At the end of World War II, the world understood the viciousness of Japanese militarism. Japan had left a bloody trail from Korea to China to Southeast Asia and well beyond. Under the guidance of Gen. Douglas MacArthur, postwar occupation authorities drafted a constitution for Japan, which includedArticle 9 renouncing warfare and offensive military capabilities.
Tribunals across Asia led to thousands of war criminals being jailed and as many as 900 executed. But U.S. authorities pardoned some war prisoners, believing they would be useful to fight against communism. Among those pardoned was Nobusuke Kishi, who became prime minister. A defense pact Kishi struck with the U.S. was so unpopular, he was driven from office.
Today, Kishi’s grandson, Shinzo Abe, is prime minister and is doing to Japan what Attorney General John Mitchell predicted Richard Nixon would do to the U.S. — drive the country “so far to the right you’re not even going to recognize it.”
It’s almost never discussed in the political mainstream. But thousands of foreign troops have now been stationed in Britain for more than 70 years. There’s been nothing like it since the Norman invasion. With the 15-month Dutch occupation of London in 1688-9 a distant competitor, there has been no precedent since 1066 for the presence of American forces in a string of military bases for the better part of a century. They arrived in 1942 to fight Nazi Germany. But they didn’t head home in 1945; instead, they stayed on for the 40-odd years of the cold war, supposedly to repel invasion from the Soviet Union. Nor did they leave when the cold war ended and the Soviet Union collapsed, but were invited to remain as the pivot of the anti-Soviet Nato alliance.
A generation later, there are still nearly 10,000 US military personnel stationed in Britain, based in dozens of secretive facilities. Most of them are in half a dozen major military bases – misleadingly named RAF this or that, but effectively under full American control: Lakenheath, Croughton, Mildenhall and Molesworth among others – along with the National Security Agency and missile defence bases such as Menwith Hill in Yorkshire. British troops are now finally being pulled out of Germany. There is not the slightest suggestion, however, that US forces will be withdrawn from Britain in the forseeable future. But what are they doing here? Who are they supposed to be defending us from?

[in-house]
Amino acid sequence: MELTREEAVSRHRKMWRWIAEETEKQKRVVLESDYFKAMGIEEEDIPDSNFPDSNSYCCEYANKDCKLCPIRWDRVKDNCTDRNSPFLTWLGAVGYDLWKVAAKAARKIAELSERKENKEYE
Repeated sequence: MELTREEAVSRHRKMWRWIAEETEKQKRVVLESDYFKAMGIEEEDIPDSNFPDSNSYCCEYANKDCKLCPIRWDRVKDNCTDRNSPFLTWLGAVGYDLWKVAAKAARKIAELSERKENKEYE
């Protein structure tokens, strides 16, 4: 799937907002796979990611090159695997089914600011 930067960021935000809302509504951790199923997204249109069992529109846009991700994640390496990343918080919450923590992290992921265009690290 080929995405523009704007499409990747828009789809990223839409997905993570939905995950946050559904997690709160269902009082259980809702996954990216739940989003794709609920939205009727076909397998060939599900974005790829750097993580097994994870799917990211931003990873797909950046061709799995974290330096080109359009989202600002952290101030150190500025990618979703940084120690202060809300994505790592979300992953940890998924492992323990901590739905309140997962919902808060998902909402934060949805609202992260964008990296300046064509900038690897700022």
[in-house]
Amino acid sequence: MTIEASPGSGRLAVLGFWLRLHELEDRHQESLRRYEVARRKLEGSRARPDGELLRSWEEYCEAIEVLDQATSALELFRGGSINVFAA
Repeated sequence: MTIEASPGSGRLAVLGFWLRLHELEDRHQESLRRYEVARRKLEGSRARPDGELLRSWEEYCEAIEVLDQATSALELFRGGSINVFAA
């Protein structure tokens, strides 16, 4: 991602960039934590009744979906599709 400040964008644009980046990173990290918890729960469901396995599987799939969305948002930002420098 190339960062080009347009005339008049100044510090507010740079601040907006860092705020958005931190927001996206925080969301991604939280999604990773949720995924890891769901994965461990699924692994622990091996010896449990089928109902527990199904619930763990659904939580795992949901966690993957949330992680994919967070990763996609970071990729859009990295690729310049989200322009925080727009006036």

U.S. Supreme Court Justice Antonin Scalia told law students at the University of Hawaii law school Monday that the nation’s highest court was wrong to uphold the internment of Japanese-Americans during World War II but that he wouldn’t be surprised if the court issued a similar ruling during a future conflict. Scalia was responding to a question about the court’s 1944 decision in Korematsu v. United States, which upheld the convictions of Gordon Hirabayashi and Fred Korematsu for violating an order to report to an internment camp.
“Well, of course, Korematsu was wrong. And I think we have repudiated in a later case. But you are kidding yourself if you think the same thing will not happen again,” Scalia told students and faculty during a lunchtime question-and-answer session. Scalia cited a Latin expression meaning “In times of war, the laws fall silent.” “That’s what was going on — the panic about the war and the invasion of the Pacific and whatnot. That’s what happens. It was wrong, but I would not be surprised to see it happen again, in time of war. It’s no justification but it is the reality,” he said.
During World War Two, conscientious objectors in the US and the UK were asked to volunteer for medical research. In one project in the US, young men were starved for six months to help experts decide how to treat victims of mass starvation in Europe.